Original Research

An initial review of biodiversity reporting by South African corporates: The case of the food and mining sectors

Hafsa Mansoor, Warren Maroun
South African Journal of Economic and Management Sciences | Vol 19, No 4 | a1477 | DOI: https://doi.org/10.4102/sajems.v19i4.1477 | © 2016 Hafsa Mansoor, Warren Maroun | This work is licensed under CC Attribution 4.0
Submitted: 21 September 2015 | Published: 25 November 2016

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Hafsa Mansoor, University of the Witwatersrand
Warren Maroun, University of the Witwatersrand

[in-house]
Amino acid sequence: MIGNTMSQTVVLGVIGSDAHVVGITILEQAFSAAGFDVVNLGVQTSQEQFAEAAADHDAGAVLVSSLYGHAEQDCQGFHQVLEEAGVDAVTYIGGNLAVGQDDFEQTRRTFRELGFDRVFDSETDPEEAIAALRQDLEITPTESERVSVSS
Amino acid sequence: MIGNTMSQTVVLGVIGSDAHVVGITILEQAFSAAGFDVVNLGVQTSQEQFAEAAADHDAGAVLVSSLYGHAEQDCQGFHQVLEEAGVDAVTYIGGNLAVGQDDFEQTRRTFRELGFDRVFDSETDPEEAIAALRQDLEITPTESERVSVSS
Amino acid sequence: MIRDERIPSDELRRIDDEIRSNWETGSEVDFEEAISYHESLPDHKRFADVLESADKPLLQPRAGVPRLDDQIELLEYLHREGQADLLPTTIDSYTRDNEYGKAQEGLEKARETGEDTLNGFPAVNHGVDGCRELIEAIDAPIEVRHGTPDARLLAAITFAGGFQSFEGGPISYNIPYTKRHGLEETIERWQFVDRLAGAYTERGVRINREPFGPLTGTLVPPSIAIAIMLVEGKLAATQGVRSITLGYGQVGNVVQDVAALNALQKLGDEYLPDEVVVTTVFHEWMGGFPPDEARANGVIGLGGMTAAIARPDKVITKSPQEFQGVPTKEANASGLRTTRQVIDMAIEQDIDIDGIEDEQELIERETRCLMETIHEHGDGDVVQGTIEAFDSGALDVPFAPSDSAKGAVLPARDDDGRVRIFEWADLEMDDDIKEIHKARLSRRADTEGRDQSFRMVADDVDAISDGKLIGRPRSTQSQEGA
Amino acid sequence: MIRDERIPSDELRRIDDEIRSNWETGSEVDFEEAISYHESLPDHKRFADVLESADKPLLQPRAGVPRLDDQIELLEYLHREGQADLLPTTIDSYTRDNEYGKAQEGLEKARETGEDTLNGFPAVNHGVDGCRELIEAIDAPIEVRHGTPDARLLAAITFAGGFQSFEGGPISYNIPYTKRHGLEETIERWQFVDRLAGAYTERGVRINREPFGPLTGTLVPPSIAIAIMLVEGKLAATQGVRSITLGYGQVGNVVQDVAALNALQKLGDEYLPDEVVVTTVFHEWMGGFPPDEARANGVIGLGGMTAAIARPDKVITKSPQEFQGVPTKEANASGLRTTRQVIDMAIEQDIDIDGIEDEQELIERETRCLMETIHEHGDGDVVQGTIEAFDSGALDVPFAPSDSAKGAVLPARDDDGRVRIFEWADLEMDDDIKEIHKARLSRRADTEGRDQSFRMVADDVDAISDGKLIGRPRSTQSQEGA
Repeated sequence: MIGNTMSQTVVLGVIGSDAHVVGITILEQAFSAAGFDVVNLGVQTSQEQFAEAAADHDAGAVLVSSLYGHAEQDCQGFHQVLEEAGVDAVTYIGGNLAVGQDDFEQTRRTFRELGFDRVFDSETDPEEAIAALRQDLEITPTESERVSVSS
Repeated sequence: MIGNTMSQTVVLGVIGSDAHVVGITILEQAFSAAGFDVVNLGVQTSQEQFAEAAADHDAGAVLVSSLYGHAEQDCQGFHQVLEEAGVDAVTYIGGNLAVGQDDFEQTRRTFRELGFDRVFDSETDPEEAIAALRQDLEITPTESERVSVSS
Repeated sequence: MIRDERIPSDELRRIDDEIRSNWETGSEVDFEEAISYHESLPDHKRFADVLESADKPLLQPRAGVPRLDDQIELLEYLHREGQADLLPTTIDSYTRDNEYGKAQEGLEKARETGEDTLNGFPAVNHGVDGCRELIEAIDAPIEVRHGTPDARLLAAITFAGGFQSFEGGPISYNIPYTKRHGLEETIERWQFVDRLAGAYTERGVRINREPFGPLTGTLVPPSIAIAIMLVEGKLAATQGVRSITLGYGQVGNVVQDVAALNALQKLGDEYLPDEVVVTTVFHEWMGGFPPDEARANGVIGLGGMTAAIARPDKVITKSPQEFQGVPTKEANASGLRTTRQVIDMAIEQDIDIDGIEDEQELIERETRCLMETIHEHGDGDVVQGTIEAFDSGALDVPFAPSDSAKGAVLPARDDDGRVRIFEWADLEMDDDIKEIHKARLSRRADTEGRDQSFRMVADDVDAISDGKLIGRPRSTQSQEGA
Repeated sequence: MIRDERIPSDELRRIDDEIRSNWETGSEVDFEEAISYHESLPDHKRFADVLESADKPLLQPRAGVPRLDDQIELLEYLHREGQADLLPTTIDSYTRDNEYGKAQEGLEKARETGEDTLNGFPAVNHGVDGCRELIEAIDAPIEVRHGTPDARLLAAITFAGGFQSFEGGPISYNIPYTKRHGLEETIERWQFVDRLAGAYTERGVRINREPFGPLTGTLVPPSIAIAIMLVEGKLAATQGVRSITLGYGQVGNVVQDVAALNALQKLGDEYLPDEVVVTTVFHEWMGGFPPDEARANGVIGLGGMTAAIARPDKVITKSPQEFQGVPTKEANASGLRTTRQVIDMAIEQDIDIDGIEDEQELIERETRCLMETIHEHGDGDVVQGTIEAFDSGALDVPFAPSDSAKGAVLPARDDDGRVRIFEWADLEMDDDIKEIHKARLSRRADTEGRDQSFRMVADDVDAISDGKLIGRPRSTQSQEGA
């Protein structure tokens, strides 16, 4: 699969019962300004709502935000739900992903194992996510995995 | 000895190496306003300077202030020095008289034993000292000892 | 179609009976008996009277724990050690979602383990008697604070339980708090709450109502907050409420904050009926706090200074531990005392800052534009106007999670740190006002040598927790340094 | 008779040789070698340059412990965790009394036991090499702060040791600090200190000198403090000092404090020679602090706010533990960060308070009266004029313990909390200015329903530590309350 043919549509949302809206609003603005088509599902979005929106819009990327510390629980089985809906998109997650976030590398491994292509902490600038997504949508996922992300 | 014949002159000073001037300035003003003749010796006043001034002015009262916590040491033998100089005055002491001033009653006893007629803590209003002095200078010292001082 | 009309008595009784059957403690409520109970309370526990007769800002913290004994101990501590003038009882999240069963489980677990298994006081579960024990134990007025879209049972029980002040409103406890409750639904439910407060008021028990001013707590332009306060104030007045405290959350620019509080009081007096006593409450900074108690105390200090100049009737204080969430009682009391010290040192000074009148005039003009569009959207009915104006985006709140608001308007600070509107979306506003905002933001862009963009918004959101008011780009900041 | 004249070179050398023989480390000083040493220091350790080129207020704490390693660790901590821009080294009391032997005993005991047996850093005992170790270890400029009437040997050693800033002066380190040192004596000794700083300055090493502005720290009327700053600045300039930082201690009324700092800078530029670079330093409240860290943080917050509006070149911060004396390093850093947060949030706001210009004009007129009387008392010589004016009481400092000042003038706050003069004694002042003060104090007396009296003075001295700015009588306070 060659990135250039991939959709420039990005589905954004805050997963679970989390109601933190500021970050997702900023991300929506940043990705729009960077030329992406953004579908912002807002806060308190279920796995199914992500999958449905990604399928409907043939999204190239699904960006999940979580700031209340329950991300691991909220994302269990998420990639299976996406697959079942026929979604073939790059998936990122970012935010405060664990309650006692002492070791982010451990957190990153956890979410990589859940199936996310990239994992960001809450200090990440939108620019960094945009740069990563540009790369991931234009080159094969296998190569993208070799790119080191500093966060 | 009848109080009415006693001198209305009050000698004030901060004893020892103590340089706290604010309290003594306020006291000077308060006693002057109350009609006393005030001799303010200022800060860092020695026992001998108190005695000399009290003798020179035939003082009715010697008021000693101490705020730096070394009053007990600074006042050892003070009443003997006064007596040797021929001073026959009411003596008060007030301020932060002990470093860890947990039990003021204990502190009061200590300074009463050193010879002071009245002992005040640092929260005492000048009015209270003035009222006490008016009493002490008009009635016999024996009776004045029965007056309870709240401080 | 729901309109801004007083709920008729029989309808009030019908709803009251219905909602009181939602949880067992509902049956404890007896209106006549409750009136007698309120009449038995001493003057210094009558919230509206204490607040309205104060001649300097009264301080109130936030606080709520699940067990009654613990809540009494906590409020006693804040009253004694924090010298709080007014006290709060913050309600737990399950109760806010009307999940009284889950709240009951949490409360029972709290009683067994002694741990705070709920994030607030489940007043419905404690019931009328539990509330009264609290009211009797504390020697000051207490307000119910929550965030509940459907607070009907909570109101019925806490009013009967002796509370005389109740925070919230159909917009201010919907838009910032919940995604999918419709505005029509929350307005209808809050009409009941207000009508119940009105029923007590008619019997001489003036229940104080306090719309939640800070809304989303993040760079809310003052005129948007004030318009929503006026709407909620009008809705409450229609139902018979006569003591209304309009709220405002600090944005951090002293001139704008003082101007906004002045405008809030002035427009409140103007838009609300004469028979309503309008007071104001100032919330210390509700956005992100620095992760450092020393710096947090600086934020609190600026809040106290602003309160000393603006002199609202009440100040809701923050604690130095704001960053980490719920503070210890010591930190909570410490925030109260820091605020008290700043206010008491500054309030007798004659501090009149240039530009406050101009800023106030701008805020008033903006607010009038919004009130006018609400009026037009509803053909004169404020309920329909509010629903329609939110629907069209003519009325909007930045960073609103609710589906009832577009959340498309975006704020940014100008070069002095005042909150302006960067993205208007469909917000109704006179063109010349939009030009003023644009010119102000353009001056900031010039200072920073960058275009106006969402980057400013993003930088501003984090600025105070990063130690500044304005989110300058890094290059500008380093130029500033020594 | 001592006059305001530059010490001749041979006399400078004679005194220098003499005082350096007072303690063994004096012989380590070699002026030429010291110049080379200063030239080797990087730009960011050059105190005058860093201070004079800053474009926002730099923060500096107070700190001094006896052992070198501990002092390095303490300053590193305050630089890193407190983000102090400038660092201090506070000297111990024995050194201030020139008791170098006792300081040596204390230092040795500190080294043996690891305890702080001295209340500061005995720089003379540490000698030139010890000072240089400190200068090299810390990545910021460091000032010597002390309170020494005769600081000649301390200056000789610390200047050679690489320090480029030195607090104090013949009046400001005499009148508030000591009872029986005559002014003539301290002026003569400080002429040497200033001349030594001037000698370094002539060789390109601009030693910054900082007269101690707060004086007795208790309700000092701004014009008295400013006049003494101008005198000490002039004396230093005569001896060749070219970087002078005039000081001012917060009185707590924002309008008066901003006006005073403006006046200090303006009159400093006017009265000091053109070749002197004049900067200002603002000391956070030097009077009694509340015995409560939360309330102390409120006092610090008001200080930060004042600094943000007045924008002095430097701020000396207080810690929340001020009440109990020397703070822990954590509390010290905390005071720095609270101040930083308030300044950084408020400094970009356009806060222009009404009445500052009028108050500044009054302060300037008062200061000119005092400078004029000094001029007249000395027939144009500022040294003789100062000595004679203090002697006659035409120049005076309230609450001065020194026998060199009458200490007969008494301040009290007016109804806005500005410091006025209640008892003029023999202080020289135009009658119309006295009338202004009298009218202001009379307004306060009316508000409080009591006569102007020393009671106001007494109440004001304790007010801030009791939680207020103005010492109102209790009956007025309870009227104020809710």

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The purpose of this study is to examine to what extent South African companies listed on the local stock exchange in the mining and food producer and retail sectors are including biodiversity-related issues in their integrated and sustainability reports. The study employs established biodiversity reporting frameworks for gauging changes in the frequency of disclosures from 2011 to 2013 and determining if biodiversity information is being included in either the integrated or sustainability reports of the companies under review. Consistent with the findings of a special edition of Accounting, Auditing and Accountability Journal (AAAJ), the research finds few examples of detailed reporting on biodiversity issues. This is despite the fact that South Africa has a well-established code of corporate governance, a long history of including non-financial information in corporate reports and is an advocate of the integrated reporting movement. The study calls into question the sincerity of companies in the two sectors under review when it comes to providing balanced accounts of their management of non-financial capital as recommended by the country’s codes on governance and the International Integrated Reporting Council.


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